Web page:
An alternative relativist response is to take a nonrelativist stance towards science and to drive a wedge between scientific and moral discourse. Defenders of such a morality-specific meta-ethical relativism argue that scientific disagreements can be explained in ways that are consistent with there being a nonrelative truth about the structure of the physical world while moral disagreements cannot be treated analogously. For example, much scientific disagreement may be traced to insufficient or ambiguous evidence or distortions of judgment stemming from personal interests. Relativists have argued that such explanations will not work for moral disagreements such as the ones mentioned above concerning the eating of animals, abortion, and the sacrifice of an innocent to save more lives.

In offering alternative explanations of moral disagreement, morality-specific relativists tend to adopt a "naturalistic" approach to morality in the sense that they privilege a scientific view of the world and fit their conceptions of morality and moral disagreement within that view. They deny that moral values and principles constitute an irreducible part of the fabric of the world and argue that morality is best explained on the theory that it arises at least in part from custom and convention. On Wong's view (1984), for example, a good part of morality arises out of the need to structure and regulate social cooperation and to resolve conflicts of interest. Meta-ethical relativism is true because there is no single valid way to structure social cooperation.


There are radical and moderate versions of meta-ethical relativism. Radical relativists hold that any morality is as true or as justified as any other. Moderate relativists, such as Foot (1978), Walzer and Wong (1984), deny that there is any single true morality but also hold that some moralities are truer or more justified than others. On Wong's view, for instance, certain determinate features of human nature and similarities in the circumstances and requirements of social cooperation combine to produce universal constraints on what an adequate morality must be like. It may be argued, for example, that a common feature of adequate moralities is the specification of duties to care and educate the young, a necessity given the prolonged state of dependency of human offspring and the fact that they require a good deal of teaching to play their roles in social cooperation. It may also be a common feature of adequate moralities to require of the young reciprocal duties to honour and respect those who bring them up, and this may arise partly from role that such reciprocity plays in ensuring that those who are charged with caring for the young have sufficient motivation to do so. Such common features are compatible with the recognition that adequate moralities could vary significantly in their conceptions of what values that cooperation should most realize. Some moralities could place the most emphasis on community-centred values that require the promotion and sustenance of a common life of relationships, others could emphasize individual rights, and still others could emphasize the promotion of utility.

Normative relativism

Does meta-ethical relativism have substantive implications for action? Normative relativism - the doctrine that it is morally wrong to pass judgment on or to interfere with the moral practices of others who have adopted moralities different from one's own - is often defended by anthropologists, perhaps in reaction to those Western conceptions of the inferiority of other cultures that played a role in colonialism. It also has application to disagreements within a society such as that concerning the morality of abortion, where the positions of the disputing parties seem ultimately to be based on fundamentally different conceptions of personhood.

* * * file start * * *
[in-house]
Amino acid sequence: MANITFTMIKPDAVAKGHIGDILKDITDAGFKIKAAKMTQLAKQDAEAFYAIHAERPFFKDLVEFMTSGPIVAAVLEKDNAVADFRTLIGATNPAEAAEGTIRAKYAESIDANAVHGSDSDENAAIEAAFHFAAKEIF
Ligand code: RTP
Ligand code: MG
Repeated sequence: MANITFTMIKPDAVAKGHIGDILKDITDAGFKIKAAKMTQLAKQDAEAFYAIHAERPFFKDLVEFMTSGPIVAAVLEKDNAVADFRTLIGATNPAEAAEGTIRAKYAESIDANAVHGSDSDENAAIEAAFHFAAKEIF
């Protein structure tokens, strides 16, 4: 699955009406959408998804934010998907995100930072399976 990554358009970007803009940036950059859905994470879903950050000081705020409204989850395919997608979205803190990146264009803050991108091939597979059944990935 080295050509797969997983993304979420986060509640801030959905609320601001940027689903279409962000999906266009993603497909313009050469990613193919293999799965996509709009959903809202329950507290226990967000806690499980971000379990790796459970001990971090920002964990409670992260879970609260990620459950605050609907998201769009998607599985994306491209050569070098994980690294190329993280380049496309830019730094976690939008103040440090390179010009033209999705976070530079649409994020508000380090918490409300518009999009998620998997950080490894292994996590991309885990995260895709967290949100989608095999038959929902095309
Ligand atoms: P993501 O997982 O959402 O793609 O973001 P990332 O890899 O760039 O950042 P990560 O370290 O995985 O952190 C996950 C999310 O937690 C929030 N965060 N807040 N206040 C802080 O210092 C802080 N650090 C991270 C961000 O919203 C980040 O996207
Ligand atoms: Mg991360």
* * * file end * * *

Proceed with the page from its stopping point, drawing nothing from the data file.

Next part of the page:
As in the case of descriptive and meta-ethical relativism, however, there is no direct path from [meta-ethical] to normative relativism. One could hold consistently that there is no single true morality while judging and interfering with others on the basis of one's own morality. Wong has proposed a version of normative relativism consistent with the point that nothing normative follows straightforwardly from meta-ethical relativism. Meta-ethical relativism needs to be supplemented with a liberal contractualist ethic to imply an ethic of nonintervention. A liberal contractualist ethic requires that moral principles be justifiable to the individuals governed by these principles. If no single morality is most justified for everyone, liberal normative relativism may require one not to interfere with those who have a different morality, though the requirement of noninterference may not be absolute when it comes into conflict with other moral requirements such as prohibitions against torture or the killing of innocents.


References and further reading (excerpts):

Benedict, R. (1934) Patterns of Culture, New York: Penguin.(Argues that different cultures are organized around different and incommensurable values.)

Foot, P. (1978) Moral Relativism (The Lindley Lectures), Lawrence, KS: University of Kansas Press.(Defends a form of moderate relativism.)

MacIntyre, A. (1988) Whose Justice? Which Rationality?, Notre Dame, IN: University of Notre Dame Press.(Accepts a strong version of descriptive relativism in which different moral traditions contain incommensurable values and standards of rational justification, but argues against meta-ethical relativism on the grounds that traditions may be compared with respect to their ability to resolve internal problems and to explain why other traditions have failed to solve their own problems.)

Nagel, T. (1986) The View from Nowhere, New York: Oxford University Press.(Criticism of arguments for meta-ethical relativism from moral diversity.)

Williams, B. (1972) Morality: An Introduction to Ethics, New York: Harper & Row.(Criticism of some versions of meta-ethical and normative relativism.)

Wong, D. (1996) "Pluralistic Relativism", Midwest Studies in Philosophy 20: 378-400.(More discussion about the constraints that all adequate moralities would have to meet.)

Copyright: Routledge Encyclopedia of Philosophy, Version 1.0, London: Routledge
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Copyright 2002 (first published 1/96)